This publication was developed in response to
requests from participants in the Florida Yards & Neighborhoods (FYN)
program in Miami-Dade County for a list of recommended low-maintenance
landscape plants suitable for south Florida. The resulting list includes
over 350 low-maintenance plants. The following information is included
for each species: common name, scientific name, maximum size, growth
rate (vines only), light preference, salt tolerance, and other useful
This section will describe the criteria by
which plants were selected. It is important to note, first, that even
the most drought-tolerant plants require watering during the
establishment period. Although this period varies among species and site
conditions, some general rules for container-grown plants have been
determined experimentally; they are as follows: 6 months for a 1-gallon
plant; 1 year for a 3-gallon plant; and 6-12 months per inch of trunk
diameter for larger trees.
The term ‘low-maintenance’ refers to a
plant that does not require frequent maintenance—such as regular
watering, pruning, or spraying—to remain healthy and to maintain an
acceptable aesthetic quality. A low-maintenance plant has low fertilizer
requirements and few pest and disease problems. In addition,
low-maintenance plants suitable for south Florida must also be adapted
to—or at least tolerate—our poor, alkaline, sand- or limestone-based
An additional criterion for the plants on this
list was that they were not listed as being invasive by the Florida
Exotic Pest Plant Council (FLEPPC, 2001), or restricted by any federal,
state, or local laws (Burks, 2000). Miami-Dade County does have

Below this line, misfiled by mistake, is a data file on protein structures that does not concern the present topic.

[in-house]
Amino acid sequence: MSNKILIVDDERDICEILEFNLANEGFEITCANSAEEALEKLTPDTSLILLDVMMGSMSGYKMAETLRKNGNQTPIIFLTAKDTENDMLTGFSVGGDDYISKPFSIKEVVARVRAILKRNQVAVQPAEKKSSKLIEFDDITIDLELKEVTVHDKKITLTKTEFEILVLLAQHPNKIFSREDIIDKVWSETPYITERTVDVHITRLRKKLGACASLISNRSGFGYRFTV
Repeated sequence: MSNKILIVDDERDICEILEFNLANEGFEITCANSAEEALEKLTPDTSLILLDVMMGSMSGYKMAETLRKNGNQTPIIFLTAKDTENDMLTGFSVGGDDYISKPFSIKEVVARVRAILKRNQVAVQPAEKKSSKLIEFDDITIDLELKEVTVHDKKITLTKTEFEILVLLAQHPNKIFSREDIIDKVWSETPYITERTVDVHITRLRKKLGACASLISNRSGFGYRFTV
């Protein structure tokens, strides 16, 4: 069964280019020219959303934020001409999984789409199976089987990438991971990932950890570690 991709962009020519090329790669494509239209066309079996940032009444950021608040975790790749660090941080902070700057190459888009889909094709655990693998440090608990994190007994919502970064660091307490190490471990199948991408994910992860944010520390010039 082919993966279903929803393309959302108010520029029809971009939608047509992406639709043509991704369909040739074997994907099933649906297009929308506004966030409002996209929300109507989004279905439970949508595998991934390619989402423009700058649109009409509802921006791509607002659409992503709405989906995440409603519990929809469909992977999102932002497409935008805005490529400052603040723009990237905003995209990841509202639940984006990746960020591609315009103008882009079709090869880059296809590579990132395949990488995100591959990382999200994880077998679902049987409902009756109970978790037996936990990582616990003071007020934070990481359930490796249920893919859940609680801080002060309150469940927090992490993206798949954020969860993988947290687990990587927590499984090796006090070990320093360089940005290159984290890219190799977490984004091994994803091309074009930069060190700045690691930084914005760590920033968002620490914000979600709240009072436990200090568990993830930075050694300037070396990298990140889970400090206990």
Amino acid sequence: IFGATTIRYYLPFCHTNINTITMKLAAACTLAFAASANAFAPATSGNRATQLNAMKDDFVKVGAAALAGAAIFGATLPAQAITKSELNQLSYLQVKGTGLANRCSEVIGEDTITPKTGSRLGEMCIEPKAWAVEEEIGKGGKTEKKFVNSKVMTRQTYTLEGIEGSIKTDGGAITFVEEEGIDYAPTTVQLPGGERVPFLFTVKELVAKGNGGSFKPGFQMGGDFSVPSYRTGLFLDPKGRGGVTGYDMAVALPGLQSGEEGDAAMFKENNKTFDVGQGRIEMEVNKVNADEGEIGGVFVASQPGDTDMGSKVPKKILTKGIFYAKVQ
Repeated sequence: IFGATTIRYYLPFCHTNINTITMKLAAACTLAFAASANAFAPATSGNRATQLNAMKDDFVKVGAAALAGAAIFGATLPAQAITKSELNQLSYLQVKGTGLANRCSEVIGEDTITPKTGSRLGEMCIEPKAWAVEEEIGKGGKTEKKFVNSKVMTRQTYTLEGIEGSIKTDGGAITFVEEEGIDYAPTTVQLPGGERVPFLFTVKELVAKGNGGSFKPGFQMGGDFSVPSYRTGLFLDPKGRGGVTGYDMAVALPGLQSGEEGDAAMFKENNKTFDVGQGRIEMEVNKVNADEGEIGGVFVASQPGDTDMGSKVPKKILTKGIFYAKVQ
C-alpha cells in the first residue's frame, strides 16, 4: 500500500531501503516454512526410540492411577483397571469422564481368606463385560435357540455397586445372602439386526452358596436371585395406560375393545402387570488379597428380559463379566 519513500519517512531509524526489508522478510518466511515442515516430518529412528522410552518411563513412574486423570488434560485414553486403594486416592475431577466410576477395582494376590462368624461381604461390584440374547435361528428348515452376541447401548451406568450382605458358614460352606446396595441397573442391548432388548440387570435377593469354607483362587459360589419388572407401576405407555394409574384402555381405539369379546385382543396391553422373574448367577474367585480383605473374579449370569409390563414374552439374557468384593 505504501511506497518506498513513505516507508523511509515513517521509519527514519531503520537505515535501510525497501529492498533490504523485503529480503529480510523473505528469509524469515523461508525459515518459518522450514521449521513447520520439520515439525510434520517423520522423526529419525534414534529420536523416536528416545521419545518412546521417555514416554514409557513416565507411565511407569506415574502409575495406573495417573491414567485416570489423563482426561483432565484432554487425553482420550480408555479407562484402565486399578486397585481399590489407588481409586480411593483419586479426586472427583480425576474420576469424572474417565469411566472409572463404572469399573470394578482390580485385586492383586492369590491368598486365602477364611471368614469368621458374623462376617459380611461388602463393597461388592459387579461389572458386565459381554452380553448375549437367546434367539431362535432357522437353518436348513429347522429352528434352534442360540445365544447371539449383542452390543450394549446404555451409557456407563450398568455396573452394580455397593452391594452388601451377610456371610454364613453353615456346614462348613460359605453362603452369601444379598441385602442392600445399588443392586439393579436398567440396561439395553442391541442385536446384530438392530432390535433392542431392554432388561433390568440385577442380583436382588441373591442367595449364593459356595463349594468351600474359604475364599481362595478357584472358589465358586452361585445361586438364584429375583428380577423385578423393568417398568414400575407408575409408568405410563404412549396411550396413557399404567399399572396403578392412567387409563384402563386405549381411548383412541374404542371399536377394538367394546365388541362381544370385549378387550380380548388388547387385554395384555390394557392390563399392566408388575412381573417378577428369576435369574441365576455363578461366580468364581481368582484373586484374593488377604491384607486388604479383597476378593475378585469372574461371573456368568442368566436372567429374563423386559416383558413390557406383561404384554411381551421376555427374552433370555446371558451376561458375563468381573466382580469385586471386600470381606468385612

restrictions for planting certain species within 500 feet of native
habitats they are known to invade (Miami-Dade County, 2001); caution
statements are provided for these species.
Both native and non-native species are
included herein, with native plants denoted by §
in the following table. Some plants listed also tolerate wet soil
conditions or even periodic flooding; these are denoted by ª.
Also, a variety of plants that are not commonly available in south
Florida nurseries or garden centers were intentionally included with the
hope that increased demand will generate increased supply; plants that
are commonly available are denoted by ¨.
Plants were evaluated according to their
function or role in the landscape, and were then assigned to one or more
of the following categories: A. Perennials; B. Annuals; C. Shrubs &
Hedges; D. Flowering & Shade Trees; E. Fruit Trees; F. Palms, Cycads
& Palm-like Plants; G. Ornamental Grasses; H. Groundcovers; I.
Vines; J. Epiphytes; and K. Herbs & Vegetables. A definition of each
Perennials. Perennials are typically herbaceous plants that live three or more
years. They often bear attractive flowers, and many can be used as
groundcovers. (37 perennials are listed)
Annuals. An annual is a plant that typically lives for one year or less—or is
commonly treated as such in the landscape. Although most annuals require
moist soil, a few are considered low-maintenance. In south Florida, many
annuals are cool-season plants, and, thus, will not tolerate the heat
and/or wet/humid conditions of summer. Only drought-tolerant annuals
were included. (18 annuals are listed)
Shrubs & Hedges. A shrub is typically a woody plant with several stems. However, a wide
variety of plants can function as shrubs. A hedge is simply a row of
closely planted shrubs that form a border or boundary; hedges may
require some pruning to maintain proper form or function. (117 shrubs
and hedges are listed)
Flowering & Shade Trees. A tree is a woody plant that is usually very large
(tall or wide or both) and usually bears a single trunk. Flowering trees
are those that are cultivated primarily for their showy flowers, whereas
shade trees often lack significant floral displays. (59 flowering and
shade trees are listed)
Fruit Trees. Fruit trees are typically grown or cultivated for their edible fruit.
To ensure a healthy, productive fruit tree, it may be necessary to feed
and/or water them during fruit set. (13 fruit trees are listed)
Palms, Cycads & Palm-like Plants. Palms are predominantly tropical and
subtropical evergreen trees, shrubs, or woody vines of the Family Palmae